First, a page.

Re: effects of compost? (fwd)
Steve Diver (email@example.com)
Mon, 18 Mar 1996 10:04:03 -0600 (CST)
> To: firstname.lastname@example.org
> Date: Sat, 16 Mar 1996 20:43:23 -0500
> From: Lisa Lehman-Gordon <email@example.com>
> Organization: AlbanyNet - E-mail firstname.lastname@example.org
> Subject: Re: effects of compost?
> Saw your posting while browsing through the alt.ag newsgroup, and
> wanted to share these thoughts regarding compost composition. The
> characteristics of compost will be greatly affected by the material
> being composted. In my area, various composting operations are
> contending with the implications of the composting feedstocks they are
> using; for example, a local commercial site receives some food waste
> and a lot of paper mill sludge and has to search for bulking agents to
> blend in. There are also interesting discussions going on regarding
> the feasibility of adding gypsum salvaged from gypsum wallboard
> recovery (paper removed first) and other less-than-common items. As
> you attempt to characterize the charateristics of compost, I implore
> you to include the pre-composting inputs in your consideration. Users
> of compost will need this information in order for your analysis of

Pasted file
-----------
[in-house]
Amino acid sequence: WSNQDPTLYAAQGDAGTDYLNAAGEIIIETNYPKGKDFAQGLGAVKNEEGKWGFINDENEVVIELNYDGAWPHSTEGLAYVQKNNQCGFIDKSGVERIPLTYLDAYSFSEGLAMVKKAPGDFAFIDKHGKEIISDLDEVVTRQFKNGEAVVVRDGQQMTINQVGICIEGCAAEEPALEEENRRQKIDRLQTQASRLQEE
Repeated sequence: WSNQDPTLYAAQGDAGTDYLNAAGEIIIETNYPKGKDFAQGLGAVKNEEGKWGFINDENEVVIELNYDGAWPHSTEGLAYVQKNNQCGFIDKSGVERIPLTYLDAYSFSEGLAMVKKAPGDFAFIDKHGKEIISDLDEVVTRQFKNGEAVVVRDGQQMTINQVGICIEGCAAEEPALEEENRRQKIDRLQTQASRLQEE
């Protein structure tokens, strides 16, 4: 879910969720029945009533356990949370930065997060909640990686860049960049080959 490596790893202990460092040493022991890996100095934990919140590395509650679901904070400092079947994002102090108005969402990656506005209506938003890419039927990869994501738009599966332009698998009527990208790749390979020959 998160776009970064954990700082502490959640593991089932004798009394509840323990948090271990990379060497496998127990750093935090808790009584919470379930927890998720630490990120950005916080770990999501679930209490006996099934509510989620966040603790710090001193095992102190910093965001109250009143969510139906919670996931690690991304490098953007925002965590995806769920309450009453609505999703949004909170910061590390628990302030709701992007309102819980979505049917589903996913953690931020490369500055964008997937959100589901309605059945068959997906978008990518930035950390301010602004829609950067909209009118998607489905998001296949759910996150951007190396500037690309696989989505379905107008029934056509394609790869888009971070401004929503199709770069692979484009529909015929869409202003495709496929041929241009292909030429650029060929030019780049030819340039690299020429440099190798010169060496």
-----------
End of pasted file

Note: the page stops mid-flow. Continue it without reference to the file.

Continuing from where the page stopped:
> characteristics to be truly useful.
> Wouldn't it be great if we could come up with some sort of grading
> system for compost that an end user could refer to when planning their
> compost use? Factors such as inclusion of paper mill sludge and
> gypsum could be considered; so could the possible presence of plastic
> contaminants from food waste composting, etc. Other inputs, such as
> manure, leaves, pine needles, lumber scraps, etc, no doubt have their
> own effects on compost characteristics, which could be considered.
> Perhaps it exists, but I'd love to see a simple table that matches
> compost type (based on degree of composting and inputs to the
> composting process) to soil type and end use (crop to be grown,
> whether corn or oats or golf course grass).
> Perhaps we could classify composted material in a universal grading
> system, e.g.:
> Type 4 compost is from yard waste 75% or greater and pulp mill waste
> 20% or greater and is great for melons, corn and residential lawns.
> Bad for herbaceous perennials and wheat. (Obviously, a made-up
> So, what you guys doin' up there, anyways?